Navy Leaders Prioritize Lethality for Surface Fleet
The Navy wants its surface ships to pack more of an offensive punch and aims to add more weapons, surveillance and targeting capabilities across the fleet, senior leaders said Jan. 13.
Every ship in the fleet needs to be able to engage adversaries when needed, and perhaps without the air protection provided by a carrier strike group, said Vice Adm. Thomas Rowden, commander of naval surface forces and U.S. Pacific Fleet. This new concept, called “distributed lethality," is vital for a service that may be spread thin across various areas of responsibility such as the Asia-Pacific and Middle East.
“We're looking closely at the fleet as a system and identifying where the fruit is, low hanging or otherwise, so we can harvest it irrespective of ship size and type by adding weapons and sensors,” he said in a speech at the Surface Navy Association national symposium. "This is a smart play irrespective of the level of resourcing we receive, but [is] especially important against the vast backdrop of flat defense budgets.”
Rear Adm. Peter Fanta, director of the Navy’s surface warfare division, summarized the concept as “taking the budget we have and making everything out there that floats more lethal.”
The Navy does not have the time or money to greatly increase the size of its fleet or to wait for developmental technologies to emerge, he said. However, it can close existing capability gaps by buying off-the-shelf products and integrating them on platforms the Navy has, from surface ships to unmanned aircraft.
Distributed lethality contains both an architectural and operational element, Rowden said. From an architecture standpoint, the Navy needs to “upgun” as many ships as possible. Then, it must operate those ships in new, complex ways that target enemies afloat and ashore.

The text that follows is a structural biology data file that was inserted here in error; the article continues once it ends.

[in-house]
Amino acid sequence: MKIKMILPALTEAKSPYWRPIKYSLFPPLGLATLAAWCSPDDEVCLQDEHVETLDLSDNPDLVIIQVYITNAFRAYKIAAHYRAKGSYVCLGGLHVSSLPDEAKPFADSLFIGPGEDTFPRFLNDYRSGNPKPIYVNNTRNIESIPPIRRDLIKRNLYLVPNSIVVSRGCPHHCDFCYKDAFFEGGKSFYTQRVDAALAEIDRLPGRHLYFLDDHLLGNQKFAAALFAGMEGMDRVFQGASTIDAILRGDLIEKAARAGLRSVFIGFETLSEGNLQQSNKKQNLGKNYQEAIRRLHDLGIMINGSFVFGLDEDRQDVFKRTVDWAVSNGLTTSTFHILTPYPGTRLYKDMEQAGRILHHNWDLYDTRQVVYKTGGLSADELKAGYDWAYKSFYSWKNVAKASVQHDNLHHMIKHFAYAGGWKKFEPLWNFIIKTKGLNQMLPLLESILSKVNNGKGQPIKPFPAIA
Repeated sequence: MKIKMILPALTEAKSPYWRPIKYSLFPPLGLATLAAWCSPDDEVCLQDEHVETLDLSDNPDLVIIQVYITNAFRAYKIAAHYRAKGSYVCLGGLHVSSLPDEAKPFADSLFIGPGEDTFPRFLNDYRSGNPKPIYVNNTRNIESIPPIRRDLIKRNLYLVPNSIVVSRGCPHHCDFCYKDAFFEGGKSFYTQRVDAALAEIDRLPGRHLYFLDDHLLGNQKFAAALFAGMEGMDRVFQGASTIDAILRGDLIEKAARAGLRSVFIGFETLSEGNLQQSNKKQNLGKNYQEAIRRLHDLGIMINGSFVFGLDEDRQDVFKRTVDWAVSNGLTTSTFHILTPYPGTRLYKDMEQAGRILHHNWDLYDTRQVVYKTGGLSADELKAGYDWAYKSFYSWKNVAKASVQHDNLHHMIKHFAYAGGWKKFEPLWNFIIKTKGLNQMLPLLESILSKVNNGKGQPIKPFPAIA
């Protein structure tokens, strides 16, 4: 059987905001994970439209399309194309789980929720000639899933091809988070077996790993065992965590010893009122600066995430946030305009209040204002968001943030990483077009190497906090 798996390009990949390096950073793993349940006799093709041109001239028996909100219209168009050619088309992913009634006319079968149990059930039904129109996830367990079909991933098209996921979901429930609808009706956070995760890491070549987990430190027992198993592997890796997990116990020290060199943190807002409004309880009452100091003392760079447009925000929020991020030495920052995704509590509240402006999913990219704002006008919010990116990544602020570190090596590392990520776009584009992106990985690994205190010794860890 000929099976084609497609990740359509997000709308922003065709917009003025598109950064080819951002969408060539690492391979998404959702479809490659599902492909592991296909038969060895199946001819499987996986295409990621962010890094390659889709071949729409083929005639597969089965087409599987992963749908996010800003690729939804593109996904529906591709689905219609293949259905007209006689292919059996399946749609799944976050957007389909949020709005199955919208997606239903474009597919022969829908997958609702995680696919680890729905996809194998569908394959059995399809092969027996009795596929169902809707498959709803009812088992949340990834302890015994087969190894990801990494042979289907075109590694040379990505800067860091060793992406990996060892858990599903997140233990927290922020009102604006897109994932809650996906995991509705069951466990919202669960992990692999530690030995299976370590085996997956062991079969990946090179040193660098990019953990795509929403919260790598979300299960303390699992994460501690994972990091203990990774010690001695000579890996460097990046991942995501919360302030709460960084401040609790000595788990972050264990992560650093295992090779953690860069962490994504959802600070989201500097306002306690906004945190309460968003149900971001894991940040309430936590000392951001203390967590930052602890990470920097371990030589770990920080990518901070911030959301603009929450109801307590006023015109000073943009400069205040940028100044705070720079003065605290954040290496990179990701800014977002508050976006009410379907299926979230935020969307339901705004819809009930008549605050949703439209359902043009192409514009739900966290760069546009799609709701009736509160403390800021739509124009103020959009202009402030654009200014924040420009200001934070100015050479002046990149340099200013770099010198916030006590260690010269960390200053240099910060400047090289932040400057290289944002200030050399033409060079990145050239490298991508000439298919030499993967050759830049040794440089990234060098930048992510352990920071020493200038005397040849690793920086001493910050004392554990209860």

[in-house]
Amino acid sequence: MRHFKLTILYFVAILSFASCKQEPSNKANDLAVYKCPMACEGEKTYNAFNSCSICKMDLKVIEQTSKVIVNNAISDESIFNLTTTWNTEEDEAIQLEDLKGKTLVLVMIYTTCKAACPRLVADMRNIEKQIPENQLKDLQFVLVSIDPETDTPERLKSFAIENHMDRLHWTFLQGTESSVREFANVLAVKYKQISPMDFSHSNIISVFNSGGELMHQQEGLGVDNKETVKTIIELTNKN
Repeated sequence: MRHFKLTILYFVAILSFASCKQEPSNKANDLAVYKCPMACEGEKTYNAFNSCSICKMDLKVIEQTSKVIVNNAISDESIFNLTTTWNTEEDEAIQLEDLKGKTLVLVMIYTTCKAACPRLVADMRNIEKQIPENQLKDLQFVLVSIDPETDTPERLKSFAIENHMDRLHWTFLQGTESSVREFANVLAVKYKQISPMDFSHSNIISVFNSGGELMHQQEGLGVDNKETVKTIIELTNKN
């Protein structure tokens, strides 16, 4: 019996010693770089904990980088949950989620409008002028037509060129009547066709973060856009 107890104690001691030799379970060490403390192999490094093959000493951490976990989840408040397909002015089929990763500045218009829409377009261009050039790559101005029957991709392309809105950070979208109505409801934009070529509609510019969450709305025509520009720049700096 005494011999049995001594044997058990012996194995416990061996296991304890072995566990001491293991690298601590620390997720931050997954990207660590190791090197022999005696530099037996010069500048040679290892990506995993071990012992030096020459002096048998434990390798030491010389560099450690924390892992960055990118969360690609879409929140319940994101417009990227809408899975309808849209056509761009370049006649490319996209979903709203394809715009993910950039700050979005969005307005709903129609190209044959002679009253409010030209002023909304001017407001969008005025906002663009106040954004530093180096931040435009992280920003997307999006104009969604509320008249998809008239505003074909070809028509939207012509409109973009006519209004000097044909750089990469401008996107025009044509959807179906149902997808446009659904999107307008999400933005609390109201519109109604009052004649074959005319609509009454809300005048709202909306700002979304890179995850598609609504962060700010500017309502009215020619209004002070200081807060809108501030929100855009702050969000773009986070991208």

For instance, the Navy plans to acquire a long-range anti-ship weapon that could be integrated on various classes, from destroyers to the littoral combat ship, he said.
"We need to think about this weapon as something we can backfit throughout the DDG fleet,” he said. “Perhaps this weapon, or one similar, can be both forward fit and backfit on our small surface combatants including the LCS.”
“But why stop there?" he asked. Perhaps amphibious and logistics ships could also benefit from a boost to their offensive capabilities. More analysis needs to be done to determine how the Navy would execute and fund this concept, Rowden said.
"The first thing that we have to do is we have to look at the weapons ... [and] the systems that currently exist and see what modifications that we could make to those systems to increase our offensive punch,” he said. Even without an investment in new weapons, the service could devise new tactics for making ships more lethal both in combined and individual operations.
The service already has plans to acquire about 20 modified littoral combat ships with features such as additional guns, better radar and electronic warfare capabilities, and over-the-horizon missiles.
In September, it fired a Kongsberg Naval Strike Missile from the USS Coronado, one of the Austal-built LCS variants. The missile successfully hit its intended mobile ship target, a Navy news release said.
Media outlets missed the point of the demonstration, Rowden said. More important than the act of launching a missile from the LCS were the wargames conducted earlier that year at the Naval War College. Rowden noted the red team identified the littoral combat ship as a real threat once they saw what it could do if equipped with a missile.
The red team “had the preconceived notion that they could walk in and they didn't have to be worried about LCS,” he said. “That wasn't the case after I put a 120-mile missile on that ship. They had to worry about them all the time because they could do real damage to that fleet."